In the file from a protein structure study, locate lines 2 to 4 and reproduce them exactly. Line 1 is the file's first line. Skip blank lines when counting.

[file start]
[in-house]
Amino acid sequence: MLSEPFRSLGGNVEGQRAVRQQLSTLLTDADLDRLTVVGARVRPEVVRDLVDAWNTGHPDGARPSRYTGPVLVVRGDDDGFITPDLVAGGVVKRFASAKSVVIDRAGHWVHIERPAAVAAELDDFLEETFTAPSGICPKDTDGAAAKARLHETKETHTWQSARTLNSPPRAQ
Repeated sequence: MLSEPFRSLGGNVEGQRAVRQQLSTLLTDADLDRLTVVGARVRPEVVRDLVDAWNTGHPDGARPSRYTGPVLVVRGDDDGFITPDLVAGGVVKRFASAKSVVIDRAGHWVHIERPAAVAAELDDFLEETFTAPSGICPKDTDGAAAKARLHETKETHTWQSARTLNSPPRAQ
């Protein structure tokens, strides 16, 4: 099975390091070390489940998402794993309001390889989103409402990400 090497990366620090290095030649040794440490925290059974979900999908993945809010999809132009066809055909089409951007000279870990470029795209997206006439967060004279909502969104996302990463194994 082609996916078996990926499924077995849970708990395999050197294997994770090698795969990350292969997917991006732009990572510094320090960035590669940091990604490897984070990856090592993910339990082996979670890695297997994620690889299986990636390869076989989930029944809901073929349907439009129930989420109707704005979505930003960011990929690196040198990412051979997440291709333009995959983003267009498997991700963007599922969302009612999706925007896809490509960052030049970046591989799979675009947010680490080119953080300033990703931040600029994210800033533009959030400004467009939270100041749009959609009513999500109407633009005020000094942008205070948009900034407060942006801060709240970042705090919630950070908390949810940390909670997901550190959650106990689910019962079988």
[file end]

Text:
Amino acid sequence: MLSEPFRSLGGNVEGQRAVRQQLSTLLTDADLDRLTVVGARVRPEVVRDLVDAWNTGHPDGARPSRYTGPVLVVRGDDDGFITPDLVAGGVVKRFASAKSVVIDRAGHWVHIERPAAVAAELDDFLEETFTAPSGICPKDTDGAAAKARLHETKETHTWQSARTLNSPPRAQ
Repeated sequence: MLSEPFRSLGGNVEGQRAVRQQLSTLLTDADLDRLTVVGARVRPEVVRDLVDAWNTGHPDGARPSRYTGPVLVVRGDDDGFITPDLVAGGVVKRFASAKSVVIDRAGHWVHIERPAAVAAELDDFLEETFTAPSGICPKDTDGAAAKARLHETKETHTWQSARTLNSPPRAQ
């Protein structure tokens, strides 16, 4: 099975390091070390489940998402794993309001390889989103409402990400 090497990366620090290095030649040794440490925290059974979900999908993945809010999809132009066809055909089409951007000279870990470029795209997206006439967060004279909502969104996302990463194994 082609996916078996990926499924077995849970708990395999050197294997994770090698795969990350292969997917991006732009990572510094320090960035590669940091990604490897984070990856090592993910339990082996979670890695297997994620690889299986990636390869076989989930029944809901073929349907439009129930989420109707704005979505930003960011990929690196040198990412051979997440291709333009995959983003267009498997991700963007599922969302009612999706925007896809490509960052030049970046591989799979675009947010680490080119953080300033990703931040600029994210800033533009959030400004467009939270100041749009959609009513999500109407633009005020000094942008205070948009900034407060942006801060709240970042705090919630950070908390949810940390909670997901550190959650106990689910019962079988």